Regional workers federation criticises ED for blocking peaceful demos, arresting ZCTU leaders

ZwNews Chief Correspondent

The Southern African Trade Unions Coordination Council (SATUCC) has taken a swipe at President Emmerson Mnangagwa and his administration for blocking planned peaceful demonstrations by the Zimbabwe Congress of Trade Unions (ZCTU) and arresting its leaders, saying this trumping of democratic rights mustn’t have a place in a new dispensation.

The union leaders have since been released on bail, and are expected to appear in court on

SATUCC which is based in Gaborone, Botswana, represents 22 major trade federations in 14 out of the 16 Southern Africa Development Community member states, says it is disheartening that human rights abuse are still continuing more so under Mnangagwa, who had promised to move away from Mugabe’s old cruel ways.

“It is saddening that once again the workers of Zimbabwe have been denied the right to organise, assemble, and freely express themselves barely two months after the swearing in of President Mnangagwa who proclaimed a new dispensation for the people of Zimbabwe and promised transformation from the previous President Robert Mugabe brutal administration which repeatedly violated workers’ rights with impunity,” says SATUCC in a statement.

SATUCC’s statement came as a response to what transpired on October 10, when the police blocked a planned demonstration by ZCTU, saying the cholera outbreak that recently killed more than 30 people has not been totally ridden, therefore the coming together of people into groups was a health hazard.

The heavily armed police flooded the streets of Harare and other major towns, allegedly attacked some of the people who they believe to be party and parcel of the demonstrators, as well as arresting the ZCTU leaders. According to sources within the union, the police went on to raid the union’s offices rounding up its members.

The regional workers federation says it takes the action by the authorities in Zimbabwe as a gross violation of workers’ rights to organise, assemble, and express themselves, and demands that the Government of Zimbabwe should respect and safeguard the rights of all workers and the general public in the country.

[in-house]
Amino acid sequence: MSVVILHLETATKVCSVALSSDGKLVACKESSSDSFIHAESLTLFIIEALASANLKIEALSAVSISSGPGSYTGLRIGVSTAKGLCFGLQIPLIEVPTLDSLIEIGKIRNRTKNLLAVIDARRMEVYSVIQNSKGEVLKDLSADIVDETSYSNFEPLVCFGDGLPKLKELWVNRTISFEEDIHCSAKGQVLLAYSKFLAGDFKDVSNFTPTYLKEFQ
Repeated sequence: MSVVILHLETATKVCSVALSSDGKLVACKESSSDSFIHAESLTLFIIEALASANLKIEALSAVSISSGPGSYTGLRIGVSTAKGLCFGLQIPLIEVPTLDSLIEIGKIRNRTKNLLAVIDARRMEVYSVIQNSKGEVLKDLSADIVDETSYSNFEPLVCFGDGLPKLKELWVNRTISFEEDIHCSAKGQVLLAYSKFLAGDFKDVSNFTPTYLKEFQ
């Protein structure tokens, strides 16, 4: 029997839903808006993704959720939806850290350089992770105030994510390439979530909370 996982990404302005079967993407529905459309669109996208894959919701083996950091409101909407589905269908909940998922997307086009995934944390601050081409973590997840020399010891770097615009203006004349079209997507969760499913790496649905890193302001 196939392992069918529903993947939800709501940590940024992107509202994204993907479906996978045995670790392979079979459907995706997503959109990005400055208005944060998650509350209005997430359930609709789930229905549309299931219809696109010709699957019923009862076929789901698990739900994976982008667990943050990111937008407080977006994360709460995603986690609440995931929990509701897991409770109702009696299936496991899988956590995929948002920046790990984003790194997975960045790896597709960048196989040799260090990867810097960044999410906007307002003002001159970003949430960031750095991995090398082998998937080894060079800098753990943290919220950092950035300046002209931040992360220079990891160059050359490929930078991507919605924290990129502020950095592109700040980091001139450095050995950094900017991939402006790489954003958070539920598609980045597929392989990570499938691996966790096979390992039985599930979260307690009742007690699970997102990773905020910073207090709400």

Apparently, the Crisis in Zimbabwe Coalition (CiZC) says it noted with concern the use of force by the government and its law enforcement agents to block the suffering citizens from demonstrating against the economic down.

CiZC says the cholera reason given by the police to justify their blocking of the demonstrations was not the real motive, as the move came at a time a number of gatherings, like churches, and graduation ceremonies that attract thousands of people are still being held.

The coalition views the move as political; thereby exposing the police’s partisan nature.

“The stance by the police shows that Zimbabwe is still stuck in the dark past during which police and army would use force to stifle fundamental citizens’ rights,” says ZCTU in a statement.

CiZC says it will continue support efforts by Zimbabweans to bring government to account, and demand that the state delivers; the union also urged the authorities to respect human rights, as enshrined in the Constitution, including the right to peacefully demonstrate.

Meanwhile, according to MDC-Alliance president Nelson Chamisa, the recent heavy deployment of the police in the streets of Harare and other major cities to thwart demonstrations and the arrest of the ZCTU leaders is a clear testimony that the abuse of the past is back.

Prominent analyst Dr Pedzisai Ruhanya, agrees, says in Zimbabwe what changed was only the driver, and the system remained, adds that this is the reason why the things that used to happen under former president Robert Mugabe including violence is still happening under President Mnangagwa.

 

 

 

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